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Author Topic: X-Rite Passport: Dual or Single Illuminant?  (Read 1962 times)
walter.sk
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« on: May 22, 2013, 04:34:09 PM »
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I've been playing with the X-Rite Color Checker Passport and DNG profiles for my camera in LR4.4.  So far, the results appear to give me more vivid purples as a starting point for processing, and I like the results.

X-Rite indicates that I could make a profile for  given lighting situations (e.g., daylight, shade, overcast, etc), or choose two of the lighting situations and make a "Dual Illuminant" profile.  I have two questions:

1)  Would the Dual Illuminant profile actually be a compromise between the two lighting situations, and therefor less accurate than using the single-lighting profiles for those images shot in that particular light?

2)  I can easily be sucked into making profiles for many lighting situations (e.g., daylight early, noon, late; spring, summer, fall, winter, etc)  Would that be total over-kill for landscapes, where I don't have to get "precise" color values, anyway?  (I do understand that in very specific lighting situations where I want consistency among a group of pictures it would be good to profile that situation for those pictures.)
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Schewe
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« Reply #1 on: May 22, 2013, 04:57:37 PM »
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1) Not less accurate, more accurate. ACR/LR tween the white balance between Standard Illuminate A (about 2800ºK) and D65 (about 6500ºK). If you have build a dual illuminate profile under those (or similar color temps) you'll get more accurate profiles between those ranges and at either end of the range. A single illuminate is really only gonna be accurate for the condition it was made for.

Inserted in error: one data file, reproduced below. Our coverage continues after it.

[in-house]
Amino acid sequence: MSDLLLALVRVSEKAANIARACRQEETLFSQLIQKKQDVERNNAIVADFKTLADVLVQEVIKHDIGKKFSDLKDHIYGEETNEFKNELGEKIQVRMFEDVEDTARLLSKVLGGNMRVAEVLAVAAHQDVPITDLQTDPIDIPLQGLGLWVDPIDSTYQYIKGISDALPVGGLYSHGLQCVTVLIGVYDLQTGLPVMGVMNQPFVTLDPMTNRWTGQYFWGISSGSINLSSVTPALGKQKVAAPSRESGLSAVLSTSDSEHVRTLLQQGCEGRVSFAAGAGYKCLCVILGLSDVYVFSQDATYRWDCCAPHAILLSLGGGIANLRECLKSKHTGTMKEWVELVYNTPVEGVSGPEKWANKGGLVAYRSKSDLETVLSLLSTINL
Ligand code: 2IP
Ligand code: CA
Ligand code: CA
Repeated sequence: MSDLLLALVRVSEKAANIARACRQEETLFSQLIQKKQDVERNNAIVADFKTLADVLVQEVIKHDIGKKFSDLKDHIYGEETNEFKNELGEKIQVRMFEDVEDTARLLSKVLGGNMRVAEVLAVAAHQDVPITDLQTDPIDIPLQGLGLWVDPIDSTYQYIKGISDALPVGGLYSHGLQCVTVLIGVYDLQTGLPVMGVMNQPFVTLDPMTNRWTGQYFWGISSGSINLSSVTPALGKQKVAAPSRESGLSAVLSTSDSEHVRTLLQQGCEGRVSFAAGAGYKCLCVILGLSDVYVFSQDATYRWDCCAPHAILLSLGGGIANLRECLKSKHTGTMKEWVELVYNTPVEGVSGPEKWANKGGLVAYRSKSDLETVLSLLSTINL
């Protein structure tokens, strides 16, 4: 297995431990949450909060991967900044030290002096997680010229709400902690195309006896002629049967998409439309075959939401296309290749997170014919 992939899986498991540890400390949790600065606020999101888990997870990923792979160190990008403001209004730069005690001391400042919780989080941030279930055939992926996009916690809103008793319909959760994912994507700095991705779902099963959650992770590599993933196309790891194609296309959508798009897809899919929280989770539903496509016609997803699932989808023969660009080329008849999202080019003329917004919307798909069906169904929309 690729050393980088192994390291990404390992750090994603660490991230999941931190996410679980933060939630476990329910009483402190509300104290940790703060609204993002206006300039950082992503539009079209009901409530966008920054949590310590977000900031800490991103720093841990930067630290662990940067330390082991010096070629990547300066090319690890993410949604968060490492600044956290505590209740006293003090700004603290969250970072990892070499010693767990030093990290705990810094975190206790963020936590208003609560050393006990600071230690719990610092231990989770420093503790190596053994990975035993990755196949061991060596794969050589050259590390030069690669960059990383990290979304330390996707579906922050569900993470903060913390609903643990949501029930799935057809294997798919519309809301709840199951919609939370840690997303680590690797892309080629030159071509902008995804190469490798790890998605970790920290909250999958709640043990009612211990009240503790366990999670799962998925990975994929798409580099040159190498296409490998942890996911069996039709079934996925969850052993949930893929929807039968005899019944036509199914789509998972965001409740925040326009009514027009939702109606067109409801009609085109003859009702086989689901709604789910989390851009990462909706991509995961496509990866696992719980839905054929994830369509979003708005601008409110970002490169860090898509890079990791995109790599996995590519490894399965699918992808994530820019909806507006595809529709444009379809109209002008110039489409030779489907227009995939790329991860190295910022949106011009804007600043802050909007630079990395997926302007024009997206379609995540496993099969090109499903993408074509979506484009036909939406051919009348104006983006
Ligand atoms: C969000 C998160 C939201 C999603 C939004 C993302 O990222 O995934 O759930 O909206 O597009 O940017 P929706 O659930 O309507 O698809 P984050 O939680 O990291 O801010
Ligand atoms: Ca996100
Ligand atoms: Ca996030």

2) You need a profile for tungsten and one for daylight (or a dual illuminate) but no, you don't need to spawn off profiles for other lighting conditions relating to continuous spectrum light sources like the sun. So, cloudy, shade, overcast is all taken care of with a dual illuminate profile. Were other profiles can come in handy is where the light sources are not continuous and have spikey spectrums like fluorescent or LED lighting...I think X-Rite has oversold the concept of special profiles for every lighting condition under the sun (literally).
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walter.sk
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« Reply #2 on: May 22, 2013, 06:57:28 PM »
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Thanks for the info.  I hadn't thought of continuous vs spikey light sources.  I will happily settle for a 2-illuminant profile of the 2800K-6500K variety, and use single illuminant profiles for more quirky lighting.  The obsessive part of me can go back to its cage Cheesy
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Schewe
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« Reply #3 on: May 22, 2013, 09:04:33 PM »
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Yeah, the real reason for dual illuminate profiles is that camera sensors can have  illuminant metameric failure because a sensor is tuned to a certain illuminate (using daylight such as D50 or D55, but could be D65–depends on the sensor). The tricolor separation filters for the Bayer array may not perform the same way under daylight as they do under tungsten (in fact it's highly unlikely that they would).

So, the dual illuminate should take care of that. Aside from the spikey light sources, there's another reason one might want to create special DNG profiles and that is to modify the sensor response to certain specific colors like John Deer green, or Budweiser red or Kodak yellow (ok, less important these days :~(